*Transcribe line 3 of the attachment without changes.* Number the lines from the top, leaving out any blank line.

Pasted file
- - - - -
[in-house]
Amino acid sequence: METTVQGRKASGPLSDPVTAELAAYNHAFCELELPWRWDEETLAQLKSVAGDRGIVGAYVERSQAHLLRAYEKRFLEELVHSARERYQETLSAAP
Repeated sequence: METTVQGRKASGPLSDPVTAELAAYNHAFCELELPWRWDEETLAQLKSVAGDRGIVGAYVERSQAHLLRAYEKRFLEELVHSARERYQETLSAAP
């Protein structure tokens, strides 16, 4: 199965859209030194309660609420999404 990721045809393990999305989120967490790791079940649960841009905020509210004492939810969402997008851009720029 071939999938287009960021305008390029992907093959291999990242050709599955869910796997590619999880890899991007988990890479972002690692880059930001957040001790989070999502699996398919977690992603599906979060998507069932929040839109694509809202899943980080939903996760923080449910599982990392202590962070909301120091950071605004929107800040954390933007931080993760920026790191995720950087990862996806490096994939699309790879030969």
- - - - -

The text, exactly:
Repeated sequence: METTVQGRKASGPLSDPVTAELAAYNHAFCELELPWRWDEETLAQLKSVAGDRGIVGAYVERSQAHLLRAYEKRFLEELVHSARERYQETLSAAP